3. Micro Arugula. Micro or baby greens are typically 4 – 6x higher in nutrients than their full-grown counterparts. In addition to packing an enhanced nutritional punch, they also provide more vivid flavors and textures.
  4. Avocado. Full of heart-healthy fats, avocados are a great condiment or mayo replacement for sandwiches and burgers. It’s also great in salads. Or, you can try my world-famous guacamole recipe. You can even substitute butter with avocado in many recipes.
  5. Sliced turkey. To avoid high-sodium deli meats, I opt for sliced, in-house meats from my grocer. It’s an easy way to reduce you daily sodium intake.
  6. Veggies. I always keep an assortment of fresh vegetables and other produce (like tomatoes, peppers, broccoli and red onions) for sandwiches, salads and to use as ingredients in my dishes.
  7. Coconut water. Often called nature’s sports drink, coconut water has more potassium than a banana. It’s a great way to rehydrate yourself after a workout.
  8. Fresh basil. Cut up some tomatoes, mozzarella and basil – and then add a dash of olive oil, salt and pepper – and you have a great appetizer that’s sure to impress.
  9. Radishes. I love the color they add to salads!
  10. Carrot juice. Not as healthy as eating the whole carrot, but a lot more enjoyable – and still loaded with vitamin A.
  11. Soy milk and almond milk. Soy milk and almond milk are flavorful, nutritional alternatives to lactose milk. I think they taste better, and each offer unique benefits. Soy milk has a lot of protein, and almond milk is low in calories.
  12. Leftovers. Because I live alone and because preparing healthy meals takes time and effort, I’m a big fan of making extra and saving the leftovers. Here, I’ve saved steamed vegetables and my new favorite protein-packed veggie burger recipe.
  13. Spirulina. This superfood has a full spectrum of ten mixed carotenoids and can easily be mixed into energy bars, vegetables juices or smoothies.
  14. Alfalfa sprouts. Crunchy and delicious, these sprouts contain a myriad of nutrients including B vitamins and vitamin K. They’re great in salads or on sandwiches.
  15. Tofu. I’m not huge on tofu, but it’s a great alternative to red meat. I’ve found a few recipes that I’ve really enjoyed – and often use tofu in my veggie burgers.
  16. Olives. I absolutely love fresh, Kalamata olives. High in heart-healthy fats, olives contain vitamin E and protect the body against free radicals. Olives are also rich in vitamin A and a whole slew of minerals.
  17. Carrots. Need more veggies in your diet? I replaced chips with carrot sticks as a side dish. They’re surprisingly filling and satisfying, especially with a cup of freshly prepared humus.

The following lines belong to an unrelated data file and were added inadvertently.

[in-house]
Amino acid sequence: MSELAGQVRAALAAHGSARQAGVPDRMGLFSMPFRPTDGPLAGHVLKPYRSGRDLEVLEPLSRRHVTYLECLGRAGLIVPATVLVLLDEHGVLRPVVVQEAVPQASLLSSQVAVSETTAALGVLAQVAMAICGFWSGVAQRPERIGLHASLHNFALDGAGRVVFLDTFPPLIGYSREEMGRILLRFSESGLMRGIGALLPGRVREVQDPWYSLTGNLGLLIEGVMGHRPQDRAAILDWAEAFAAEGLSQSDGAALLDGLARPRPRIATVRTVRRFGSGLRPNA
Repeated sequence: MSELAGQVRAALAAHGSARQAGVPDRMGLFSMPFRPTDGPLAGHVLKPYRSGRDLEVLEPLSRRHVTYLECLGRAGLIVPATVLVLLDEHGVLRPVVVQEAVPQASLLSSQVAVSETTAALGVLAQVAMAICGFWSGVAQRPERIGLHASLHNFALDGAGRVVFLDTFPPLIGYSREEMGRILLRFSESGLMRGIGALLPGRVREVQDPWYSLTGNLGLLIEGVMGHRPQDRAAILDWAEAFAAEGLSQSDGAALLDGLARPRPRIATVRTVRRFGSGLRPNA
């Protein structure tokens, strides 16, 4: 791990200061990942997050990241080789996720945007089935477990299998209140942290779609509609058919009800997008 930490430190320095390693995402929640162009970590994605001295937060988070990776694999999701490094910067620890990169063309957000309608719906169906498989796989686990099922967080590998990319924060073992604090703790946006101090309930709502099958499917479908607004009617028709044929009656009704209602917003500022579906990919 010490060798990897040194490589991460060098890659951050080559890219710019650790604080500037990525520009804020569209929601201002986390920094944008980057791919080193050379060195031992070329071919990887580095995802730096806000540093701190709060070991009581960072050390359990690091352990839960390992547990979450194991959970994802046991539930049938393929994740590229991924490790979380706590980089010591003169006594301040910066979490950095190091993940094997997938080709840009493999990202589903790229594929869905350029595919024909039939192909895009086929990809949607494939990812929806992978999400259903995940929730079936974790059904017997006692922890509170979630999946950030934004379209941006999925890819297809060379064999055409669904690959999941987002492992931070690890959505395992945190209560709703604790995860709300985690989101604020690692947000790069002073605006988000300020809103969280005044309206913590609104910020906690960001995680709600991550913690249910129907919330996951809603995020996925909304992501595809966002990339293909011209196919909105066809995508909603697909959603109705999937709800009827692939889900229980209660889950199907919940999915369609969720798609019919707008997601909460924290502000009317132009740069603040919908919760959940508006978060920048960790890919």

18. Lettuce. You can never have enough lettuce in your crisper! I usually go for darker, richer greens – as those tend to be healthier choices.
  19. Fuji apples. A sweet hybrid apple, this is my favorite choice for healthy snacking. It’s crisp and delicious, and goes well with some freshly ground peanut butter. Yum!

That concludes our tour! Please come again soon!

And, in the comments below, let me know if you’re surprised by anything in (or not in) my refrigerator!

Grocery Shopping with Davey Wavey.

Dear Davey,

I’m curious. What do you buy when you go grocery shopping? I’d love to know!


Dear Sue,

Your wish is my command!

Actually, my grocery shopping habits have improved greatly over the last few years. I’ve moved away from processed foods, simple carbohydrates, high sugar products and red meat to a healthier diet rich with vegetables, fruits, complex carbs and some lean meat.

In fact, I went shopping yesterday – and took a picture to share my purchases.

Check it out:

Here are the items pictured above:

  • Corn
  • Avocados (for my famous guacamole)
  • Fresh almond nut butter (which is great for snacking with apples or bananas)
  • Hummus
  • Black beans
  • Butternut squash (for vegetable quesadillas)
  • Whole wheat tortillas
  • Whole grain cereals
  • Whole grain bread
  • Cheddar, feta and Cotswold cheese
  • Soy milk
  • Organic milk (organic milk is healthier and contains much less saturated fat)
  • Free-range, organic chicken breast
  • Slice turkey meat (for sandwiches)
  • Minimally processed chicken patties (my favorite!) by Applegate Farms
  • Coconut water (it’s a natural alternative to sports drinks – and has more potassium than a banana!)
  • Tortilla chips (for my guacamole)
  • Frozen Brussels sprouts
  • Frozen adamame
  • Apples
  • Vine tomatoes
  • Poblano, Anaheim, yellow and Fresno peppers
  • Strawberries
  • Broccoli
  • Bananas (my favorite pre-workout energy boost)
  • Brown rice sushi (for lunch)
  • Lettuce
  • Carrots
  • Red onion
  • Cilantro
  • Garlic

As you can see, my shopping cart is filled with lots of (mostly) healthy food choices – but it’s not light on flavor. People often think that eating healthy means eating foods that don’t taste good. I couldn’t disagree more. I truly LOVE eating and think that – through smarter shopping – I manage to select colorful, nourishing items without losing any deliciousness. Moreover, this diet helps fuel my active, high-energy lifestyle and supports my fitness goals.